Ask them to review their existing documents for "freshness" and edit as needed. Create a blog post relevant to them and ask for comments on the content. Invite them to use the community's tools for their next team brainstorming session.
Successfully completing a community-centric activity quickly makes everyone feel good. Yay, it worked! It gives you some evidence and leverage for the value of community engagement, and it gives the team you worked with a sense of productivity and accomplishment. Hopefully it also provides some momentum to ramp up to doing more, especially if your request naturally leads into a follow-up one.
Showcase who's been doing it right
Nothing illuminates and persuades like concrete evidence. "Show me" will always trump "tell me", so be prepared to do so. Think of your vibrant community activity and the interesting and innovative uses of the platform as case studies. If you don't have any current examples, see the section on starting with small campaigns and quick wins. Once you have that, use it to woo another team that does similar work or who you think could reap similar benefits.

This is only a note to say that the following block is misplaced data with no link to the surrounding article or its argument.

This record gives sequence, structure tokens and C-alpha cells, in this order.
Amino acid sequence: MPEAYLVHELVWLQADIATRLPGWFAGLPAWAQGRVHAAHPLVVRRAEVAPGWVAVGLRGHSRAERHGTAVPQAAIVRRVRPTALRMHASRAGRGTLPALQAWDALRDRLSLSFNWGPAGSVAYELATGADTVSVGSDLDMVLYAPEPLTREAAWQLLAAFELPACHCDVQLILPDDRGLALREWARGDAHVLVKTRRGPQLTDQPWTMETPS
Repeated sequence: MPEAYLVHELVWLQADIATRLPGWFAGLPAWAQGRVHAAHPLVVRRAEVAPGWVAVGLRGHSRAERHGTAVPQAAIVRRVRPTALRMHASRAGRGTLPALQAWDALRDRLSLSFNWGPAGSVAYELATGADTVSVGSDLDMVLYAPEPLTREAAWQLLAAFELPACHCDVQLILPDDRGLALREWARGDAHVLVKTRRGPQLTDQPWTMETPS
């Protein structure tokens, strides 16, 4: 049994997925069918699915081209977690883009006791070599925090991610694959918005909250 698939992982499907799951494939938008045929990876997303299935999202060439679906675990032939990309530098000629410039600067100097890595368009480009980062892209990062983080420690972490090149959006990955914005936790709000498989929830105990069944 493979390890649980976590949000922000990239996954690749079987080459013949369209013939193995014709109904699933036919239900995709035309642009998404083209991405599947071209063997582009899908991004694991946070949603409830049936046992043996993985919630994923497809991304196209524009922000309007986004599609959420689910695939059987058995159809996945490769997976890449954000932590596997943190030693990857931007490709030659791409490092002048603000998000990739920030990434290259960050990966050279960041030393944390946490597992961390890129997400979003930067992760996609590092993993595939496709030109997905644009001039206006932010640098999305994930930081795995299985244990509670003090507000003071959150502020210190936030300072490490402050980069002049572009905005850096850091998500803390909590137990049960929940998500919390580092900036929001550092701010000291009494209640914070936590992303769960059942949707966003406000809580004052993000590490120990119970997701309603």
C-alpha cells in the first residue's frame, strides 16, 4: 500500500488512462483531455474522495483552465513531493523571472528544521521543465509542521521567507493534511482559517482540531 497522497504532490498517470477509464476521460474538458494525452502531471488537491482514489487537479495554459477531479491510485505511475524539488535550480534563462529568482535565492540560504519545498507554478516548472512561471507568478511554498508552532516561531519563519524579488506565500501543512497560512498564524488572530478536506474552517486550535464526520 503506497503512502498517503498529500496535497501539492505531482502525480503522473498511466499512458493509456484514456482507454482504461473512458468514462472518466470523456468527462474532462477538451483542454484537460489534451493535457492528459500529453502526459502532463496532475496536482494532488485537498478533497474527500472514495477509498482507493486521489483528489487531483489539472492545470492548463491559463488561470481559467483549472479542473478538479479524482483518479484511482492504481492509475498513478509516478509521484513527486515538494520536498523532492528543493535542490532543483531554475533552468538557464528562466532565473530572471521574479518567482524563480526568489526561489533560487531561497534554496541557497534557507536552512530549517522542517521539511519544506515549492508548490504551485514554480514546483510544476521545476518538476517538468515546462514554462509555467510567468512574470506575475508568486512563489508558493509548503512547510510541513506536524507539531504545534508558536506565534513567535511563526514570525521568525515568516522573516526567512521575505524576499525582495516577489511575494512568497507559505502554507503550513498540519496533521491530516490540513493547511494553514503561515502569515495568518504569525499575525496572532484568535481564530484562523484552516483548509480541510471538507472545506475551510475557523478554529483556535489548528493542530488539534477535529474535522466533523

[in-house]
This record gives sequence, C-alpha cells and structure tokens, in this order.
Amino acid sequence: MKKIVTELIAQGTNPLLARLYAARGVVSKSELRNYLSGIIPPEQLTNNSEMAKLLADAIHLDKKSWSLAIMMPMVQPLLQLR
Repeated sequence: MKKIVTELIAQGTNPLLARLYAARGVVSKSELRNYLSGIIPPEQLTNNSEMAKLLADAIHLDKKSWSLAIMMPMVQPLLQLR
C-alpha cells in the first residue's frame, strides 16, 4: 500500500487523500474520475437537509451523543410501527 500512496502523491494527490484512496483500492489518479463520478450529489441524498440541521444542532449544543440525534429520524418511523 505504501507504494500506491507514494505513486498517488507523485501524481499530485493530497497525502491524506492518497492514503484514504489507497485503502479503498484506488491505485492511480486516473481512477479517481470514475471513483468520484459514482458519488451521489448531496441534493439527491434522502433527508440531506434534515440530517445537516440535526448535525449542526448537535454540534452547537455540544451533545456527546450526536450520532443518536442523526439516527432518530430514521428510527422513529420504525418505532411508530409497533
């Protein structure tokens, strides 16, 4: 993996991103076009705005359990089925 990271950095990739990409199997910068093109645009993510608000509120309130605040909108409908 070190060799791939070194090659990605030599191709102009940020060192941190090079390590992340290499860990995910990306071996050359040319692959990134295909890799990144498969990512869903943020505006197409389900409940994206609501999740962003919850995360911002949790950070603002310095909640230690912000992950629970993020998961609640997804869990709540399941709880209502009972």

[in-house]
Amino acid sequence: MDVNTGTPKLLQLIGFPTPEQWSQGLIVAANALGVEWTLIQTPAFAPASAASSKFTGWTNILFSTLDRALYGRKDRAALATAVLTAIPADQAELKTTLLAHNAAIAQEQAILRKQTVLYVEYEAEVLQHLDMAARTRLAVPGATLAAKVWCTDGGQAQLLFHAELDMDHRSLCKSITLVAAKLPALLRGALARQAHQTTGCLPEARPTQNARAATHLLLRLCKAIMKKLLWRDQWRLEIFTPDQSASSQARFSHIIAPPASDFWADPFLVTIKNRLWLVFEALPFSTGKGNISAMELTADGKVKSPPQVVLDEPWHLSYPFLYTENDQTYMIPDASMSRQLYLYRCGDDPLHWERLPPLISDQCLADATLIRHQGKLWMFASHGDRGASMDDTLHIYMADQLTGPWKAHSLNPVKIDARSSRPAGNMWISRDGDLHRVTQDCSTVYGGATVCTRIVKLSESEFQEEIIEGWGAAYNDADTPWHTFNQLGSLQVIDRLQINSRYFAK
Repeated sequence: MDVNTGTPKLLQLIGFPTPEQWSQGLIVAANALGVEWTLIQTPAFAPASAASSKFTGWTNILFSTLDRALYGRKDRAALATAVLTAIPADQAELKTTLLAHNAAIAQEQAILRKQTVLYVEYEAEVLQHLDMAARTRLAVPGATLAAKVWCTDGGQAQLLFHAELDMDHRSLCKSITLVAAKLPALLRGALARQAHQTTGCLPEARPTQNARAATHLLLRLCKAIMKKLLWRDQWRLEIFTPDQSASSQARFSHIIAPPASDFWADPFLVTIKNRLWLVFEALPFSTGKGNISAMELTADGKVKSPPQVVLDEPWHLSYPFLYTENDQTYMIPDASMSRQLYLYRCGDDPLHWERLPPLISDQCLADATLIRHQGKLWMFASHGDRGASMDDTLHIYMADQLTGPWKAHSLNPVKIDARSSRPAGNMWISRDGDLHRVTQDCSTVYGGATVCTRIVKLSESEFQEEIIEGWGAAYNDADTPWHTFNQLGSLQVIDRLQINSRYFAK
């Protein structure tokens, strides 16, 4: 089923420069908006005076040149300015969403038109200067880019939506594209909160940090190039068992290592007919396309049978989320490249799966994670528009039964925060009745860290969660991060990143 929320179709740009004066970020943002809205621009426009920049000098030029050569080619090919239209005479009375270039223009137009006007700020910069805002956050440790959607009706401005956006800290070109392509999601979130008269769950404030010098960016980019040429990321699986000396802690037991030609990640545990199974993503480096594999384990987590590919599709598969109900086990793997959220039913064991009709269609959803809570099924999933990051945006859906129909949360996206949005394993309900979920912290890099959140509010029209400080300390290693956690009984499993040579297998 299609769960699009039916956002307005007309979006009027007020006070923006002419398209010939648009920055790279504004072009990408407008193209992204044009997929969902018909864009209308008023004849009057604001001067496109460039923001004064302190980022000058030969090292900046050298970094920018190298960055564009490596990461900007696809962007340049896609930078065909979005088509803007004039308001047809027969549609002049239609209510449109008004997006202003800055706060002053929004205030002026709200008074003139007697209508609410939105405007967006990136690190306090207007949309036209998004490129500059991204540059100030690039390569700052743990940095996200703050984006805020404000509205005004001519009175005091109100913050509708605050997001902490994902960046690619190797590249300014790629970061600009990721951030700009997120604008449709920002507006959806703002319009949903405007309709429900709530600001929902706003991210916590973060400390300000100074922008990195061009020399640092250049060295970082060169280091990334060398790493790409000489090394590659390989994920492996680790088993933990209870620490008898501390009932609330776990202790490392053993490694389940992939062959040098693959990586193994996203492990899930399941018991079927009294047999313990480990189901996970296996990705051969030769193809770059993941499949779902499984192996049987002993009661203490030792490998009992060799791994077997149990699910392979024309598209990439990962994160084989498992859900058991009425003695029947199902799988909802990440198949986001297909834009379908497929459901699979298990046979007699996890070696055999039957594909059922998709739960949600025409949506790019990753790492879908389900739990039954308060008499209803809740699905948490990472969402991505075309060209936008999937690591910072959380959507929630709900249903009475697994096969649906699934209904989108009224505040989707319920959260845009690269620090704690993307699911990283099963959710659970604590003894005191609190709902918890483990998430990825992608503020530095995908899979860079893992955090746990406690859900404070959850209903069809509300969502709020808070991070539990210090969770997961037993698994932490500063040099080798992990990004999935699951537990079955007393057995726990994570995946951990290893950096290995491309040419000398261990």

Curate great content or interesting engagement in public areas, or in communications that plenty of people at the company will see, like a newsletter. Explain briefly why this project ran more smoothly, that conversation revealed some really cool data, or which team has totally mastered knowledge sharing.
Try to ensure that you have a team member available for your showcased content. Again, directly involved members will have more credibility than you will. If possible, have the person available to answer questions or provide advice to other teams. Or even interview them about what worked, what didn't, and what they learned. The interview would make for great community content and a conversation starter.
Ask your champions for some more championing